Twight (1990), Castleman (1990), and others have observed that federal officials failed to act as asbestos regulators, principally because they were engaged in promoting the asbestos industry. Between 1930 and 1970, this promotion was manifest in government sales of stockpiled asbestos to private industry after World War II, replenishment of the stockpile during the 1950s, and continued stimulation and subsidizing of domestic production of raw asbestos. With congressional approval, sales of asbestos from the federal stockpile and consensual support of the asbestos industry continued into the mid-1970s, decades beyond when a regulatory response would have been warranted. United States asbestos consumption peaked in 1973 at nearly 800,000 short tons, or about seven pounds per capita (United States House of Representatives, 1979).

Moreover, Twight (1990, 1991) observes that governmental officials either neglected or refused to disseminate health information to federal workers using asbestos. Nowhere was the concealment of public health warnings more apparent than in the United States Navy, where shipyard workers were exposed to large amounts of asbestos (United States House of Representatives, 1984). In a similar fashion, the asbestos industry was discounting medical evidence identifying asbestos as an occupational health risk (Brodeur, 1974, 1985; Castleman, 1990).

The history of asbestos from the 1930s through the mid-1970s reveals an eerie correlation of increasing knowledge of the risk of asbestos exposures in both occupational and non-occupational settings with increasing support by public officials of the asbestos industry. Rather than try to regulate exposure, policymakers chose instead to advance asbestos production and keep concerns about asbestos exposure off the formal agenda.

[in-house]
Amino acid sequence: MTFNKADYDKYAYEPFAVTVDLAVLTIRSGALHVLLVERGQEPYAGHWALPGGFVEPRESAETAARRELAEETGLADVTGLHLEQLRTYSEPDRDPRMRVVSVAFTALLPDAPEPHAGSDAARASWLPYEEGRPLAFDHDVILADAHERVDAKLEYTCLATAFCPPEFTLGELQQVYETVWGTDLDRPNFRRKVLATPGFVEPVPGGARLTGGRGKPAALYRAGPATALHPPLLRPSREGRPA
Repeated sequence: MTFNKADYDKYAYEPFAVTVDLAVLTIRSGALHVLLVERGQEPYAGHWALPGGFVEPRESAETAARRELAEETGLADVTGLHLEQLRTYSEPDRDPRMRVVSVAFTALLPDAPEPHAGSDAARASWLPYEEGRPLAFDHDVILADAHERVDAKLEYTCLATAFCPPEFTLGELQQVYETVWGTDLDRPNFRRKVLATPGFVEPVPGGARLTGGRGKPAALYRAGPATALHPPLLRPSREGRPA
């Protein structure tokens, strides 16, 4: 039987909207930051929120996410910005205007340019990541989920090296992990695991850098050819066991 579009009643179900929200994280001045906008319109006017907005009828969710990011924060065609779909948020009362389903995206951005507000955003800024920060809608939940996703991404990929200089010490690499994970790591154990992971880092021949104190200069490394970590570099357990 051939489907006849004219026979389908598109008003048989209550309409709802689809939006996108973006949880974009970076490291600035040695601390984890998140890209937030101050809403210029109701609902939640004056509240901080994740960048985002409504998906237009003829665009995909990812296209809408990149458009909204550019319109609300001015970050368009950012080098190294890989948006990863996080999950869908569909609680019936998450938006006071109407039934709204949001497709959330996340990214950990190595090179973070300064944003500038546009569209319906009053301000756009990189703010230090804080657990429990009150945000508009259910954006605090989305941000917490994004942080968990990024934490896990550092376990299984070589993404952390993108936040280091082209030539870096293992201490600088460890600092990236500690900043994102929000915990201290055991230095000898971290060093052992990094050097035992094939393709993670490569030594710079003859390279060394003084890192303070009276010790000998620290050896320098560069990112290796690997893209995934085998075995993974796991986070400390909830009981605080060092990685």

Asbestos Enters the Formal Agenda

By the 1970s, several factors outside of government coalesced to force asbestos onto the formal congressional agenda. First, the long latency period between asbestos exposure and cancer incidence was beginning to expire. Thirty years had elapsed since millions of shipyard workers and their families had been exposed to asbestos during World War II, supplying epidemiologists with case-studies of mesothelioma and lung cancer. Since mesothelioma is extremely rare, its use as a marker in epidemiological research was persuasive. Thus, medical evidence linking asbestos exposure to cancer became difficult to reject, even by politicians closely allied with the asbestos industry.